Whale research

Humpback whale spyhopping
Humpback whale spyhopping (Photo: Sarah Robinson)
Taking off on a whale aerial surveyMinke whale tagged in AntarcticaA pygmy blue whale being tagged by researchers in a small boat.

The Australian Government has invested millions of dollars in research and other activities to promote whale conservation.

Australia has also provided support to the South Pacific Whale Research Consortium to assist its work in the region.

Obtaining samples of animals that never come ashore can be very challenging. Fortunately, a whale's physiology requires it to defecate near the surface. This provides boat-based researchers with an opportunity to collect faecal material with special 'scoopers'. Australian biologists are developing new techniques to obtain information from these samples.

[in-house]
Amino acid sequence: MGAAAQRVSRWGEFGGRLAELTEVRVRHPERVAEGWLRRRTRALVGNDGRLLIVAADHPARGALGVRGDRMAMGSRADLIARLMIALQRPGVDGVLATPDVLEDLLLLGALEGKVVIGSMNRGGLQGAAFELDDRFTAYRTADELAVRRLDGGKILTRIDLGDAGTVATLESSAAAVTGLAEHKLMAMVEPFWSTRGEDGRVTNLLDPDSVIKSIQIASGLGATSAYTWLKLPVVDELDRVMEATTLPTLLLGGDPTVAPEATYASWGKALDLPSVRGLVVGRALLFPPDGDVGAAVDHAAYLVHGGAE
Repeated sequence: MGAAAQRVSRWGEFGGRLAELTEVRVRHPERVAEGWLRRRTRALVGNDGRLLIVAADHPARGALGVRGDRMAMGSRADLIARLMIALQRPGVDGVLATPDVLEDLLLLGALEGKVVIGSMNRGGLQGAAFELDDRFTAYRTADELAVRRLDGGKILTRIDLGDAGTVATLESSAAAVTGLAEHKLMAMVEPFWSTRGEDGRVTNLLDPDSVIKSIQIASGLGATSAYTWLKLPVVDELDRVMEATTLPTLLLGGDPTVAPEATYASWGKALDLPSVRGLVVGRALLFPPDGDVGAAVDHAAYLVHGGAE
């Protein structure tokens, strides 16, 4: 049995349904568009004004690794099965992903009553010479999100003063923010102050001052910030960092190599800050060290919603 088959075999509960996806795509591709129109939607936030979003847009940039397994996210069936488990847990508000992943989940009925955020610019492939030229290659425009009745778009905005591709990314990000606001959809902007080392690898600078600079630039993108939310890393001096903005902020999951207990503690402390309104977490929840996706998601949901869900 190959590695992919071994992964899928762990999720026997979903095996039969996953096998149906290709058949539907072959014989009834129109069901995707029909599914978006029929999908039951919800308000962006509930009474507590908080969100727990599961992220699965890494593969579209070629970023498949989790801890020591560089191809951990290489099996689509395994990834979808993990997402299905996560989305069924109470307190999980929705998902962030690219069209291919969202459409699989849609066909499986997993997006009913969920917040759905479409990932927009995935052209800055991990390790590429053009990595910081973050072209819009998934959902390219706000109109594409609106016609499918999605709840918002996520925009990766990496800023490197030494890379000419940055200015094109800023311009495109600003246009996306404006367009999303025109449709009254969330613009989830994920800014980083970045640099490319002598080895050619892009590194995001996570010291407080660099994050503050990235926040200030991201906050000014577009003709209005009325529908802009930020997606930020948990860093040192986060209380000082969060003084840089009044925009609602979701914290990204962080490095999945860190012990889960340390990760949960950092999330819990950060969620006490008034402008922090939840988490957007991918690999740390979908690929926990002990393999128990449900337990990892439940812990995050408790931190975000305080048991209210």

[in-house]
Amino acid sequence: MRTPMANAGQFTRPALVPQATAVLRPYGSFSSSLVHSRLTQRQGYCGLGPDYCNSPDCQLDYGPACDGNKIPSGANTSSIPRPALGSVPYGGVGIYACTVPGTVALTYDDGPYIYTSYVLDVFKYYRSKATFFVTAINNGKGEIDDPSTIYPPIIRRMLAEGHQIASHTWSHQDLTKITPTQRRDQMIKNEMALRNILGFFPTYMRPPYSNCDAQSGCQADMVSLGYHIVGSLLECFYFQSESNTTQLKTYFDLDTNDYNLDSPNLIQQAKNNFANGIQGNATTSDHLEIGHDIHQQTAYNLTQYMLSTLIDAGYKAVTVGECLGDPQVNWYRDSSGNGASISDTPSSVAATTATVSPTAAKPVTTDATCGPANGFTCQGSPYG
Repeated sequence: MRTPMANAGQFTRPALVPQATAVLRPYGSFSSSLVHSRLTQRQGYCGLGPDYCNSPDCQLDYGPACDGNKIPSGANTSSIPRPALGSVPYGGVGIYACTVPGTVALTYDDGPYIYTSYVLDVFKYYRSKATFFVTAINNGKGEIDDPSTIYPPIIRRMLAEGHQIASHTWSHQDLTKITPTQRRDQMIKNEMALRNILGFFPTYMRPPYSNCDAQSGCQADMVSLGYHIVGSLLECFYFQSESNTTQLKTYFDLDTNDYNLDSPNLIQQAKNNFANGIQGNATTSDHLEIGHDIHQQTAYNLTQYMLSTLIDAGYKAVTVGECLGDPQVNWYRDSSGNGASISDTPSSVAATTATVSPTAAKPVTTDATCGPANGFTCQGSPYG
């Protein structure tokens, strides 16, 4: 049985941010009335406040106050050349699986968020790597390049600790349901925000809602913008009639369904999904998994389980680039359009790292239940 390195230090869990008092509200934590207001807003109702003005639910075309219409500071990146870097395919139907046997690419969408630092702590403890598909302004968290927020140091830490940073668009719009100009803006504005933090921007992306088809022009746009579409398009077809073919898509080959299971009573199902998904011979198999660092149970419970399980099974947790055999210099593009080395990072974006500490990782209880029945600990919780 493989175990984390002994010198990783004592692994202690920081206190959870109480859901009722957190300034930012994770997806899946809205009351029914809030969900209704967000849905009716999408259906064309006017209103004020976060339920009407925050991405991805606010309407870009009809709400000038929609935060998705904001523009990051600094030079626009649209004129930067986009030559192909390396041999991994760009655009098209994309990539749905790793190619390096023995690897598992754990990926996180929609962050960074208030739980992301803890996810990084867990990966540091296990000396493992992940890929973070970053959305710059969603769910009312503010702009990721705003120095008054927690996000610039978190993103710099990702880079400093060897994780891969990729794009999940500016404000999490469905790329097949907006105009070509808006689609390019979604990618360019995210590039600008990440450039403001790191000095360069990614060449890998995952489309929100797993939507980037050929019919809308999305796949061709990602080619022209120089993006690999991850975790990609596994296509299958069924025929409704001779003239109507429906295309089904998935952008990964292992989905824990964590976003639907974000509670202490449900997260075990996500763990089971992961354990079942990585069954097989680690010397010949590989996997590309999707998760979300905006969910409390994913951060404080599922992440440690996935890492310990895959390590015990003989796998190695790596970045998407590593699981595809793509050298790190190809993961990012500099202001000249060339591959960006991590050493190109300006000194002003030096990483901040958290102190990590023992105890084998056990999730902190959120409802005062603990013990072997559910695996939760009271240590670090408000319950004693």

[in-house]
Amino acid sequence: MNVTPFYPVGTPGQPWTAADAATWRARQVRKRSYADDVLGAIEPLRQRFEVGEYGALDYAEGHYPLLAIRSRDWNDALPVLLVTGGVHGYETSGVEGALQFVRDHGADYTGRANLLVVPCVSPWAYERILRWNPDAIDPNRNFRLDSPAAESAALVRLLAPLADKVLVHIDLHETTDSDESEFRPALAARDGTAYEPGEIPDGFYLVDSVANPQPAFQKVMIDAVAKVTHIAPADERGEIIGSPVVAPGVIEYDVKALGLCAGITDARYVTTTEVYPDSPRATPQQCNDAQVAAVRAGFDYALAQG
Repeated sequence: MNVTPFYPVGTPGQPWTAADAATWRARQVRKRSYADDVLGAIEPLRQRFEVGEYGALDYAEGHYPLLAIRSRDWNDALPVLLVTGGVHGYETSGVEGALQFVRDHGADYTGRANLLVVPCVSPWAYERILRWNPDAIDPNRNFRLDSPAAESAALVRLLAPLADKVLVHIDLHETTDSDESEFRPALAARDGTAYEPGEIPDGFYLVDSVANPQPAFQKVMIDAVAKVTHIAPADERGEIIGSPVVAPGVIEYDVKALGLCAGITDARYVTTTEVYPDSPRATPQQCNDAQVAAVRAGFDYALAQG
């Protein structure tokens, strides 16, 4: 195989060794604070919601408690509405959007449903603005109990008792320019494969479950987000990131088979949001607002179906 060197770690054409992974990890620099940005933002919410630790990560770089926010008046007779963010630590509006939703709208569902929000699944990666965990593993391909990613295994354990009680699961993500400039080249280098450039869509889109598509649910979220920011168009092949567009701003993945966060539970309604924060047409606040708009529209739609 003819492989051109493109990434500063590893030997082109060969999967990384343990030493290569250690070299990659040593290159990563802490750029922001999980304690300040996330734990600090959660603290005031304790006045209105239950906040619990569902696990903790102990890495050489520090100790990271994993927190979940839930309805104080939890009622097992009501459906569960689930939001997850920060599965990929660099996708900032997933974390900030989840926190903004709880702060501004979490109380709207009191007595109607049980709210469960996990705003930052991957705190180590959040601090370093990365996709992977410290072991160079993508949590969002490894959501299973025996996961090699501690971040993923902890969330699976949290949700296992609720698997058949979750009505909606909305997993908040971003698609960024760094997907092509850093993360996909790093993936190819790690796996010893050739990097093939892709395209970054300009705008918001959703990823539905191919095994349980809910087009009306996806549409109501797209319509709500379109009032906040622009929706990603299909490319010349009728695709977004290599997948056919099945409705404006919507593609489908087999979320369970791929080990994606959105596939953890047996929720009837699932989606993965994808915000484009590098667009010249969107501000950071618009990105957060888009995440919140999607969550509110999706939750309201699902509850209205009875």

DNA sampling provides more data than can be obtained through opening a dead whale's stomach, and in a form that can be repeatedly and independently verified. Whereas stomach contents represent only a whale's recent intake, a series of whale scats promises a more complete picture of whale feeding habits, as well as their internal parasites.

Non-lethal research is increasing our understanding of the complexity of the marine food web.

More information

This page was last modified on 12 August 2010.